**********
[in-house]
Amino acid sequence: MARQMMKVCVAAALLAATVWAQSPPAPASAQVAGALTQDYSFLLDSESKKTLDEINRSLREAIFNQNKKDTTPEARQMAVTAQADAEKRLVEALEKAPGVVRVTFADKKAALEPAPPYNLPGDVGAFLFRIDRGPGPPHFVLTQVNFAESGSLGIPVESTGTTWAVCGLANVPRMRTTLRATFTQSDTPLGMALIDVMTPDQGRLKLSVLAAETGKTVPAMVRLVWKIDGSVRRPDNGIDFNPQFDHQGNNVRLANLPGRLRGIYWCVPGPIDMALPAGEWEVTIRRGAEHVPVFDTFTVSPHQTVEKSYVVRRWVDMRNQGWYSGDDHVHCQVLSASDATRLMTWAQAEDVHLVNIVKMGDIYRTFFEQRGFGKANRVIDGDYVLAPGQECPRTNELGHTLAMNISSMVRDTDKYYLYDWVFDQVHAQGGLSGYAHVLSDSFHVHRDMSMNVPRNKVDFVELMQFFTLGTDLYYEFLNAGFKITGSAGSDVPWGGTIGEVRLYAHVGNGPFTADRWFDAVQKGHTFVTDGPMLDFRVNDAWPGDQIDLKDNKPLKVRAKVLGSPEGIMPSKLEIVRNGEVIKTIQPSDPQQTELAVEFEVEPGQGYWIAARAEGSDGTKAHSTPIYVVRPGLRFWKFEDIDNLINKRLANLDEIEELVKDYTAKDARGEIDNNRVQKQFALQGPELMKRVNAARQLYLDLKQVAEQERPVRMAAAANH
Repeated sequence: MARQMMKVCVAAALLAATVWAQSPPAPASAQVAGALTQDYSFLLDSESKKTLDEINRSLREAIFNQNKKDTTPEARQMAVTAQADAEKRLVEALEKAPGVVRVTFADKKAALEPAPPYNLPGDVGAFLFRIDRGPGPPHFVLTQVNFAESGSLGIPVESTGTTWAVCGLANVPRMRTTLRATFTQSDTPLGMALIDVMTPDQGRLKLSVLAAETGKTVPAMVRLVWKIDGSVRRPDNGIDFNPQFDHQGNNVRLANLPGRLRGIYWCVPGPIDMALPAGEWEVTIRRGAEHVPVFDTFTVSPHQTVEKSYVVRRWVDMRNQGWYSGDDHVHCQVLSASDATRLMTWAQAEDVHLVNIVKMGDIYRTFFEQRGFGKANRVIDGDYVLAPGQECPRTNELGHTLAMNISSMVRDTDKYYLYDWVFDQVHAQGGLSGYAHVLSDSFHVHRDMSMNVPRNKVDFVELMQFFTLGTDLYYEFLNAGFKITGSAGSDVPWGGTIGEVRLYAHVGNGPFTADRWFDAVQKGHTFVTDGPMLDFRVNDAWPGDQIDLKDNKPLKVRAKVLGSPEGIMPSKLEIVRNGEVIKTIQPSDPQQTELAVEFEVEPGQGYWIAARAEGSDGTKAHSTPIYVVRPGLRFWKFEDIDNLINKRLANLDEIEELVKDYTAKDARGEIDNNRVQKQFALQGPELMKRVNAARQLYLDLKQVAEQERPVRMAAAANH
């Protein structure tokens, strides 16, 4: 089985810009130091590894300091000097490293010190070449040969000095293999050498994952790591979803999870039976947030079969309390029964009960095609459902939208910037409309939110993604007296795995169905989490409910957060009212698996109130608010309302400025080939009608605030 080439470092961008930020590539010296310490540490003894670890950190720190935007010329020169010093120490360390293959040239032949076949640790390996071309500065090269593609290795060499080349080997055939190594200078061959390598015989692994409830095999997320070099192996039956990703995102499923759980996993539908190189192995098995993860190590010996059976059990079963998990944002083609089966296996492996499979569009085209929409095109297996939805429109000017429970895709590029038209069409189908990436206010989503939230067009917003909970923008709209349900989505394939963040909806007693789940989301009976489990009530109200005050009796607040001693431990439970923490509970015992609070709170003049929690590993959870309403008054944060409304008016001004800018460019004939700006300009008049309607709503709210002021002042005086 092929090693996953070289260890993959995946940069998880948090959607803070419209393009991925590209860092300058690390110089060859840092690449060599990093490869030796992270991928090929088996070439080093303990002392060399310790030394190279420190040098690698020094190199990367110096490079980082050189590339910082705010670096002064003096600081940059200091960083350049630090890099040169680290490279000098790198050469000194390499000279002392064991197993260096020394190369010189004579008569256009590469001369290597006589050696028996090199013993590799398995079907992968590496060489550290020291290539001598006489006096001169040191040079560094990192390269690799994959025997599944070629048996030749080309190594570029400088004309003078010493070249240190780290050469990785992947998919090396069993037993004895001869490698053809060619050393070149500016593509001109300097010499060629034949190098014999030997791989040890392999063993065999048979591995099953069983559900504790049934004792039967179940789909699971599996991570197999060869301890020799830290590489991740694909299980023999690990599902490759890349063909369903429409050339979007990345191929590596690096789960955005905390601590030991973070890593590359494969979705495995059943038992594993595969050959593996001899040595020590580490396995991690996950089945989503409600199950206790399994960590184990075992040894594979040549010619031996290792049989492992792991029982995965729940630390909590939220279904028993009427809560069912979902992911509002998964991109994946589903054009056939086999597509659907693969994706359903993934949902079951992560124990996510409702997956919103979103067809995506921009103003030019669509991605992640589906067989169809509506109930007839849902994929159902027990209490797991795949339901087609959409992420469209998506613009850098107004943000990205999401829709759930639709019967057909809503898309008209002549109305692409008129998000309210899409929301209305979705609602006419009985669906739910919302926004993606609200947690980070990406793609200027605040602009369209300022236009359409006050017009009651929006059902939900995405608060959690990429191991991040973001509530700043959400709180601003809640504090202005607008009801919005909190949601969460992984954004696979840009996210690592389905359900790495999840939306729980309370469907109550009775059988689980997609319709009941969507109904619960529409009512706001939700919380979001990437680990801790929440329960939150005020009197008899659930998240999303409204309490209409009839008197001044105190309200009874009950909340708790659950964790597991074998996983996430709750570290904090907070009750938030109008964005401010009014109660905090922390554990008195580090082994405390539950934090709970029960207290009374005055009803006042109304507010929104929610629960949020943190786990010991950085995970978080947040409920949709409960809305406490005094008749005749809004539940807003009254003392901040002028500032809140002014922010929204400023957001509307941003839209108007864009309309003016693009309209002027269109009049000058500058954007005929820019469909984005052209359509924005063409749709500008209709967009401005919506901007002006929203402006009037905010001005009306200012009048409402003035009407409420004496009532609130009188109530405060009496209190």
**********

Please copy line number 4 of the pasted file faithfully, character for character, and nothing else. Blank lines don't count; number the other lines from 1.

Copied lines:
């Protein structure tokens, strides 16, 4: 089985810009130091590894300091000097490293010190070449040969000095293999050498994952790591979803999870039976947030079969309390029964009960095609459902939208910037409309939110993604007296795995169905989490409910957060009212698996109130608010309302400025080939009608605030 080439470092961008930020590539010296310490540490003894670890950190720190935007010329020169010093120490360390293959040239032949076949640790390996071309500065090269593609290795060499080349080997055939190594200078061959390598015989692994409830095999997320070099192996039956990703995102499923759980996993539908190189192995098995993860190590010996059976059990079963998990944002083609089966296996492996499979569009085209929409095109297996939805429109000017429970895709590029038209069409189908990436206010989503939230067009917003909970923008709209349900989505394939963040909806007693789940989301009976489990009530109200005050009796607040001693431990439970923490509970015992609070709170003049929690590993959870309403008054944060409304008016001004800018460019004939700006300009008049309607709503709210002021002042005086 092929090693996953070289260890993959995946940069998880948090959607803070419209393009991925590209860092300058690390110089060859840092690449060599990093490869030796992270991928090929088996070439080093303990002392060399310790030394190279420190040098690698020094190199990367110096490079980082050189590339910082705010670096002064003096600081940059200091960083350049630090890099040169680290490279000098790198050469000194390499000279002392064991197993260096020394190369010189004579008569256009590469001369290597006589050696028996090199013993590799398995079907992968590496060489550290020291290539001598006489006096001169040191040079560094990192390269690799994959025997599944070629048996030749080309190594570029400088004309003078010493070249240190780290050469990785992947998919090396069993037993004895001869490698053809060619050393070149500016593509001109300097010499060629034949190098014999030997791989040890392999063993065999048979591995099953069983559900504790049934004792039967179940789909699971599996991570197999060869301890020799830290590489991740694909299980023999690990599902490759890349063909369903429409050339979007990345191929590596690096789960955005905390601590030991973070890593590359494969979705495995059943038992594993595969050959593996001899040595020590580490396995991690996950089945989503409600199950206790399994960590184990075992040894594979040549010619031996290792049989492992792991029982995965729940630390909590939220279904028993009427809560069912979902992911509002998964991109994946589903054009056939086999597509659907693969994706359903993934949902079951992560124990996510409702997956919103979103067809995506921009103003030019669509991605992640589906067989169809509506109930007839849902994929159902027990209490797991795949339901087609959409992420469209998506613009850098107004943000990205999401829709759930639709019967057909809503898309008209002549109305692409008129998000309210899409929301209305979705609602006419009985669906739910919302926004993606609200947690980070990406793609200027605040602009369209300022236009359409006050017009009651929006059902939900995405608060959690990429191991991040973001509530700043959400709180601003809640504090202005607008009801919005909190949601969460992984954004696979840009996210690592389905359900790495999840939306729980309370469907109550009775059988689980997609319709009941969507109904619960529409009512706001939700919380979001990437680990801790929440329960939150005020009197008899659930998240999303409204309490209409009839008197001044105190309200009874009950909340708790659950964790597991074998996983996430709750570290904090907070009750938030109008964005401010009014109660905090922390554990008195580090082994405390539950934090709970029960207290009374005055009803006042109304507010929104929610629960949020943190786990010991950085995970978080947040409920949709409960809305406490005094008749005749809004539940807003009254003392901040002028500032809140002014922010929204400023957001509307941003839209108007864009309309003016693009309209002027269109009049000058500058954007005929820019469909984005052209359509924005063409749709500008209709967009401005919506901007002006929203402006009037905010001005009306200012009048409402003035009407409420004496009532609130009188109530405060009496209190």